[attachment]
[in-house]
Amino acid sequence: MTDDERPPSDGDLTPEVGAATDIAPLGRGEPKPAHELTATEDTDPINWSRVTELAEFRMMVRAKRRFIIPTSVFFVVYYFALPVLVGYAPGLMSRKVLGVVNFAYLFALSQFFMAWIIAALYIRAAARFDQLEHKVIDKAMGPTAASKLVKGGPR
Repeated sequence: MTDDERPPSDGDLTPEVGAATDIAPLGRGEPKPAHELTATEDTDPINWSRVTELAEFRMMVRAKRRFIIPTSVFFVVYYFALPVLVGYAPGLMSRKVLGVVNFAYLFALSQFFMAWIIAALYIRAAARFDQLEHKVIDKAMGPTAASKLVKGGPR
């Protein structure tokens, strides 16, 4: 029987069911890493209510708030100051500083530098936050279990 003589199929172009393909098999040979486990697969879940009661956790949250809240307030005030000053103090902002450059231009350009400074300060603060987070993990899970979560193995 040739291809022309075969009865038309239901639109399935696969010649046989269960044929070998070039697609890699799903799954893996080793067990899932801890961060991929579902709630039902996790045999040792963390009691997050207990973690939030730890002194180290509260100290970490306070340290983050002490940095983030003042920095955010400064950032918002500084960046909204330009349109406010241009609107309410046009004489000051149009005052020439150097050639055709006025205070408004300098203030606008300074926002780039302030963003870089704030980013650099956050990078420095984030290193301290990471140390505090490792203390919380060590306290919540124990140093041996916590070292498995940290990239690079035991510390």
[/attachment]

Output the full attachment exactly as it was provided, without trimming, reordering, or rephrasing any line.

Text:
[in-house]
Amino acid sequence: MTDDERPPSDGDLTPEVGAATDIAPLGRGEPKPAHELTATEDTDPINWSRVTELAEFRMMVRAKRRFIIPTSVFFVVYYFALPVLVGYAPGLMSRKVLGVVNFAYLFALSQFFMAWIIAALYIRAAARFDQLEHKVIDKAMGPTAASKLVKGGPR
Repeated sequence: MTDDERPPSDGDLTPEVGAATDIAPLGRGEPKPAHELTATEDTDPINWSRVTELAEFRMMVRAKRRFIIPTSVFFVVYYFALPVLVGYAPGLMSRKVLGVVNFAYLFALSQFFMAWIIAALYIRAAARFDQLEHKVIDKAMGPTAASKLVKGGPR
């Protein structure tokens, strides 16, 4: 029987069911890493209510708030100051500083530098936050279990 003589199929172009393909098999040979486990697969879940009661956790949250809240307030005030000053103090902002450059231009350009400074300060603060987070993990899970979560193995 040739291809022309075969009865038309239901639109399935696969010649046989269960044929070998070039697609890699799903799954893996080793067990899932801890961060991929579902709630039902996790045999040792963390009691997050207990973690939030730890002194180290509260100290970490306070340290983050002490940095983030003042920095955010400064950032918002500084960046909204330009349109406010241009609107309410046009004489000051149009005052020439150097050639055709006025205070408004300098203030606008300074926002780039302030963003870089704030980013650099956050990078420095984030290193301290990471140390505090490792203390919380060590306290919540124990140093041996916590070292498995940290990239690079035991510390």